K-tel International is an “As-Seen-On-TV” company, which is most noted for its compilation music albums, such as “The Super Hits” series, “The Dynamic Hits” series and “The Number One Hits” series. It is also known for “The Record Selector,” “The Micro-Roast,” “The Tote-a-Tune portable stereo,” and many other products.
The company has been in business since the late 1960s and is based in Winnipeg, Manitoba. They also have subsidiaries or other controlled entities in the U.S., the UK and Germany. In the UK the company is known as “K-tel UK Limited.” In the U.S. and Canada it is known as “K-tel International,” with US-distributed compilation albums distributed from Plymouth, MN.
The founder of K-Tel was Philip Kives. Kives, a demonstration salesman who had previously sold cookware door-to-door and in a department store, used television advertising in 1962 to sell Teflon-coated frying pans to a large-scale audience. Kives bought and marketed a number of other products from Seymour Popeil, father of Ronco founder Ron Popeil, such as the “Dial-o-matic,” a type of food slicer that allowed the user to “dial in” the thickness of slices produced, the Veg-O-Matic, and the “Feather Touch Knife.” The combination of inexpensive goods, mail-order distribution and a simple sales pitch were a novel combination in television advertising in the early 1960s. Kives took his “Feather Touch Knife” on the road to Australia starting in August 1965 and by Christmas had sold one million knives with a net profit of one dollar a knife.
K-Tel was formally founded in 1968. After a successful decade in the 1970s, the company expanded rapidly both through acquisitions in its core area of business and diversification into other areas. Kives’ cousin Raymond Kives was president of K-Tel USA from 1967 to 1977, and president of K-Tel Europe from 1977 to 1984. K-Tel diversified in its early years, and Raymond began to concentrate on building the USA market and music sales while Phil concentrated on housewares. The company acquired rival Candlelite Records in 1980, and also formed subsidiaries in areas such as real estate and oil exploration. By 1984, the high-risk ventures had sapped the company’s fortunes and K-Tel was unable to meet the payroll. The publicly-traded U.S. entity K-Tel International filed for Chapter 11 bankruptcy protection.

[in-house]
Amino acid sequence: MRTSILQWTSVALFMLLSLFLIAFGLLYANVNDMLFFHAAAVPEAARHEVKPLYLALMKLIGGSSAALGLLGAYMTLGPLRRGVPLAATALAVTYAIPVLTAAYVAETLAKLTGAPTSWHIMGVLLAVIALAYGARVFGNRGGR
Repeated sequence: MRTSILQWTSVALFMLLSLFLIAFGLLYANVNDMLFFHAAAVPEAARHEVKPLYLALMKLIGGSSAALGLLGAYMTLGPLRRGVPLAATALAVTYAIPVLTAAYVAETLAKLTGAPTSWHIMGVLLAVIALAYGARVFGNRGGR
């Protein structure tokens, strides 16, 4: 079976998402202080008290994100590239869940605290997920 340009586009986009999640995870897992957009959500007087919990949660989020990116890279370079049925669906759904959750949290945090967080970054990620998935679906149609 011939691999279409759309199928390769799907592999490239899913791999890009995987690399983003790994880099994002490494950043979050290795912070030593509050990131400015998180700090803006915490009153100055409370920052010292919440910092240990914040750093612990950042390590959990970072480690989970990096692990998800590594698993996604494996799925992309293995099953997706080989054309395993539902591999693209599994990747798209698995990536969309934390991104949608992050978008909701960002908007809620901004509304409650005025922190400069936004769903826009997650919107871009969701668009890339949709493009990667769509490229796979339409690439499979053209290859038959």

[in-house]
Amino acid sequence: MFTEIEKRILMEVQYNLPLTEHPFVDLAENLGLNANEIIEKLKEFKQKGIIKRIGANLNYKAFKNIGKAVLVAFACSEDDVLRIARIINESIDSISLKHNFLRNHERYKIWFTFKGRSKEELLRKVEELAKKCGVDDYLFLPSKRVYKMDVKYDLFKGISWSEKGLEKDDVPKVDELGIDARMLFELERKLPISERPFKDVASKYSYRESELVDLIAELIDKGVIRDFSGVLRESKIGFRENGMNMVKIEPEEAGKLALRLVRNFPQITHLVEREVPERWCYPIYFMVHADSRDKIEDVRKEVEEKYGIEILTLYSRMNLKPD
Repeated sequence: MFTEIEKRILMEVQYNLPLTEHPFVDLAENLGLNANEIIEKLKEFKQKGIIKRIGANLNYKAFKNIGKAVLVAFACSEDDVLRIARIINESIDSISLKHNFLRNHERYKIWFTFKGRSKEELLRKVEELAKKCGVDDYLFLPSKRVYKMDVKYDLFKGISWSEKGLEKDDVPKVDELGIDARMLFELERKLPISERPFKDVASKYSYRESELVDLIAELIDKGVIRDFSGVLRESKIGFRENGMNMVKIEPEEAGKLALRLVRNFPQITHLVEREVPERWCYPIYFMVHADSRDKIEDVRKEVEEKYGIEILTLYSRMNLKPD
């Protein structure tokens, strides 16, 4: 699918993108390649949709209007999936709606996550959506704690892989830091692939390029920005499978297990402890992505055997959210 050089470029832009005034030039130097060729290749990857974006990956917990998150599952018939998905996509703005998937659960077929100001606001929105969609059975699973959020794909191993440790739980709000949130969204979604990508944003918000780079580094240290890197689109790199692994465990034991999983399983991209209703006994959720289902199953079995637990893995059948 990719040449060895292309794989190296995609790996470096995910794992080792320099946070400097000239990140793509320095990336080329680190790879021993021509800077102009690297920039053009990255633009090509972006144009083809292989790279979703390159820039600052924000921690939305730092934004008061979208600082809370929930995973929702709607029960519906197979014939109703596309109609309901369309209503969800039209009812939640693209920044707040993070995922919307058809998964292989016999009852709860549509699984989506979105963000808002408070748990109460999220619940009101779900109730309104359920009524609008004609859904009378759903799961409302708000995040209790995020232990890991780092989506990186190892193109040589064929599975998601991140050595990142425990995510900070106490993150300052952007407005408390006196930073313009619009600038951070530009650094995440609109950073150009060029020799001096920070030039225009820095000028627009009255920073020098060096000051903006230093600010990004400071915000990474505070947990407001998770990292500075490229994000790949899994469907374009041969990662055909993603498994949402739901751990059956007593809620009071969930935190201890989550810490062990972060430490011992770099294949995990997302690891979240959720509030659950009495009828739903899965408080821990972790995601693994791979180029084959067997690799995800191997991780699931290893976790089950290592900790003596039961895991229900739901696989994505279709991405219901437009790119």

Mickey Elfenbein, Mr. Kives’ nephew was appointed CEO of K-Tel International in 1993 Elfenbein remained CEO of the company into the late 1990s, during which period the company achieved a resurgence in worldwide sales primarily of music-related products and had a successful NASDAQ IPO trading under the symbol KTEL. Elfenbein was recognized by Business Week Magazine in 1994 as the CEO of the 7th best publicly traded company in the US, based on growth and profitability.
In 1966, Kives released the company’s first compilation album, a collection of 25 country songs titled 25 Great Country Artists Singing Their Original Hits. Kives never intended K-Tel to be a music business, saying “I had to do something else, I thought why not do a music album? I thought it’d be a one-off. Everybody said ‘that won’t work’. Now all the major labels do compilation albums, but mine was the first.”